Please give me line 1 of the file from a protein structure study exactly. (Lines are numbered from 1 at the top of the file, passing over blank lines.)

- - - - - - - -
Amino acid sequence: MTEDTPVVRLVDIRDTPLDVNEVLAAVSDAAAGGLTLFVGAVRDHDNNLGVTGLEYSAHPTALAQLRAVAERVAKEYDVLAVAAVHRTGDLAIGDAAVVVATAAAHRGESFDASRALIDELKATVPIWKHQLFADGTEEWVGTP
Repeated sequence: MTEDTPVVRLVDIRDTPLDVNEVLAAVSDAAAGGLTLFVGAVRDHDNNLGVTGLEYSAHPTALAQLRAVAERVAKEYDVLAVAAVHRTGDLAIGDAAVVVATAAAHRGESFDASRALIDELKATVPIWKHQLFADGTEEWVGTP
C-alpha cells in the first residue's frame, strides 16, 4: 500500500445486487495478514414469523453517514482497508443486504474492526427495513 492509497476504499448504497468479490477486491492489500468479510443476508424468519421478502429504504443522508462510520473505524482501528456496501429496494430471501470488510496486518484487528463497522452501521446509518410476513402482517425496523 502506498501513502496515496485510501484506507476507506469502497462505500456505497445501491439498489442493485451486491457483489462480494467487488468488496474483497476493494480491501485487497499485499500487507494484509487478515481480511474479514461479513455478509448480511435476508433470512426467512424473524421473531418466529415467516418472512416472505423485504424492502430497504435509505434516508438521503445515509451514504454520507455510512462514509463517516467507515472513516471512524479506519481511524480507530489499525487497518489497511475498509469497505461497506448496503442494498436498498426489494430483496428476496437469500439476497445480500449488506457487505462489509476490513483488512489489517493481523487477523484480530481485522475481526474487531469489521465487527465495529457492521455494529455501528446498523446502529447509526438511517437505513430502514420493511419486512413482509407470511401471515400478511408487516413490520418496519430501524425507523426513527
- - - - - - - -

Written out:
Amino acid sequence: MTEDTPVVRLVDIRDTPLDVNEVLAAVSDAAAGGLTLFVGAVRDHDNNLGVTGLEYSAHPTALAQLRAVAERVAKEYDVLAVAAVHRTGDLAIGDAAVVVATAAAHRGESFDASRALIDELKATVPIWKHQLFADGTEEWVGTP